The gallery is very proud to announce the arrival of the newest in the “Coppers from the Hood” series by Michael Nicoll Yahgulanaas (Haida). This Hood is titled “Throw the Ball“, and is perfectly emblematic of the artist’s blend of multiple media, kinetic lines, elegant composition, and humor.
“The title of this hood is “throw the ball“, and the image is of a dog in play with a person. This has something to do with the fact that the two upper corners of this hood are physically dog-eared, that is, slightly folded over.
It often feels like Art is far too seriously focused and attached to this time when Our wee world is such a serious place with shadows challenging the sun. This ‘play’ wants to be seasonally energetic and call on us to think of Moments when engagement and play is possible even across species. “Throw the Ball” seeks to be totally accessible to the widest audience possible, and in this case the audience includes both the owner and the dog.” -Michael Nicoll Yahgulanaas, July 2017
The Coppers from the Hood series was inaugurated in 2007 at the Museum of Anthropology (MOA) in Vancouver, Canada, as part of the exhibition Meddling in the Museum. Using an automobile hood, the works are covered in copper leaf and painted with Yahgulanaas’ distinctive Haida Manga imagery. The sculptures reference both traditional Haida coppers – a symbol of wealth in the indigenous community – and the car as signifier of social and economic status in contemporary society. The first two Coppers are installed at the entrance to the Museum of Anthropology. More than a dozen Coppers have now been created and are held in private and public collections, including the British Museum, and most recently the Metropolitan Museum of Art in 2016.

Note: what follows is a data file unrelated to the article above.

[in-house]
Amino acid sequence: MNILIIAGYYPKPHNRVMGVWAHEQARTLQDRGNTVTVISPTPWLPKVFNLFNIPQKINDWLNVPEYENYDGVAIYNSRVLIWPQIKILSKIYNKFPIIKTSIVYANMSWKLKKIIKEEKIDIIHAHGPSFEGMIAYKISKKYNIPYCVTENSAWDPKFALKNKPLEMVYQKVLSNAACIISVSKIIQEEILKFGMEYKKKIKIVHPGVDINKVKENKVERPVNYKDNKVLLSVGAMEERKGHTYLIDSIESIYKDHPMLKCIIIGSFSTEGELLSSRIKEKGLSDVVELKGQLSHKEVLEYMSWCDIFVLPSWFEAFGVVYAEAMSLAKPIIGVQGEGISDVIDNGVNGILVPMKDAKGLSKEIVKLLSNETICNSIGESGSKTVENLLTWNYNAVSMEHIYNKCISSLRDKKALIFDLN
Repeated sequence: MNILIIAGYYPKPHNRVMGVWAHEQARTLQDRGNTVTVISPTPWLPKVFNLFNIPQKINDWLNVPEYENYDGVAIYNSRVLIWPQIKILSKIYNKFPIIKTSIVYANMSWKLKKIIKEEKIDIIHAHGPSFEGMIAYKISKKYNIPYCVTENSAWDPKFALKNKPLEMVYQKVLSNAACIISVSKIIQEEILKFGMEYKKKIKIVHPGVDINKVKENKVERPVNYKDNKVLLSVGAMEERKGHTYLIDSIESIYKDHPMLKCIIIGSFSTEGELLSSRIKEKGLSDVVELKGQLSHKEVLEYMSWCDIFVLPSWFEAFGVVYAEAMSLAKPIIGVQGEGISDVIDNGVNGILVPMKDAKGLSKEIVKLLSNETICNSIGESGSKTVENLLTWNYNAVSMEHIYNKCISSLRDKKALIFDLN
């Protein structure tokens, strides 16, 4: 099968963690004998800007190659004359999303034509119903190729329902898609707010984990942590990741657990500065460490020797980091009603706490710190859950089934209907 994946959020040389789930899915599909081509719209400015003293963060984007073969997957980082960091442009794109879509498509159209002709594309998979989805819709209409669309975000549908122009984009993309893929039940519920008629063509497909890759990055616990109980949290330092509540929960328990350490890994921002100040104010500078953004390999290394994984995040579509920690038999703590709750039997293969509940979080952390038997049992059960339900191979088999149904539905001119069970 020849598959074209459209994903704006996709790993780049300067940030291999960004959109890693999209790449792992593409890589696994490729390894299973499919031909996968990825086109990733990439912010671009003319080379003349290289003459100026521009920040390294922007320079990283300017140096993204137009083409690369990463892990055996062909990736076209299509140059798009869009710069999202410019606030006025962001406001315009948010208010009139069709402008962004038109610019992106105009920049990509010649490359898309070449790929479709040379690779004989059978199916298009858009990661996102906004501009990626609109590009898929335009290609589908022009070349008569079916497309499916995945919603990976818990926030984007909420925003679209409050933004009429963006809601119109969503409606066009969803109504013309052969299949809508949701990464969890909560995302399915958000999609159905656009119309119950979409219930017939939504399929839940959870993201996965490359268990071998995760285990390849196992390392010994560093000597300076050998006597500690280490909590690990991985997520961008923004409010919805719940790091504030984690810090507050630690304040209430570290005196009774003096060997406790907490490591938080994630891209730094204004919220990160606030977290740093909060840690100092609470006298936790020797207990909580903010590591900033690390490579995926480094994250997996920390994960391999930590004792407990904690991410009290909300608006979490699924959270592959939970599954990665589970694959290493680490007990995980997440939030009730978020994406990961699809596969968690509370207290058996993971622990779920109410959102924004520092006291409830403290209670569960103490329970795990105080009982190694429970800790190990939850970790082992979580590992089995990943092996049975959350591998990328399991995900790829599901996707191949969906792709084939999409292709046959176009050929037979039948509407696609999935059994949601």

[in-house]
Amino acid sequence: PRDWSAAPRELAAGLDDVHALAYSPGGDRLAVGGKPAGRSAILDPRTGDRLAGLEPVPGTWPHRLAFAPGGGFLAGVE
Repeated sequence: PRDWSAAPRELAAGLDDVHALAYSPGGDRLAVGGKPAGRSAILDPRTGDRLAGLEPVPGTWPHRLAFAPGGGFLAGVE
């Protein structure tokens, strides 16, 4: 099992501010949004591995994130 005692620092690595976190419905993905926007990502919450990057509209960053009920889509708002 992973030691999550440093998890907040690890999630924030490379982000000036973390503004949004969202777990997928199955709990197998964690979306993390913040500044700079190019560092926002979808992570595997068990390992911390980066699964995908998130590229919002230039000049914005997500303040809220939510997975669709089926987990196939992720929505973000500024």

Coppers from the Hood emerged as a result of the artist’s search for a new and innovative medium for his work, while developing artworks for an exhibition at the Museum of Anthropology in Vancouver, Canada. Yahgulanaas liked the smooth surface of the car hood, its resistance to degradation, and the meticulous engineering and aerodynamic accomplishment of “the car,” which he views as “the modern canoe.”
The artist is currently working on an 18 foot wide and 2 foot high mural in Haida Manga style that has been commissioned by a major US art institution.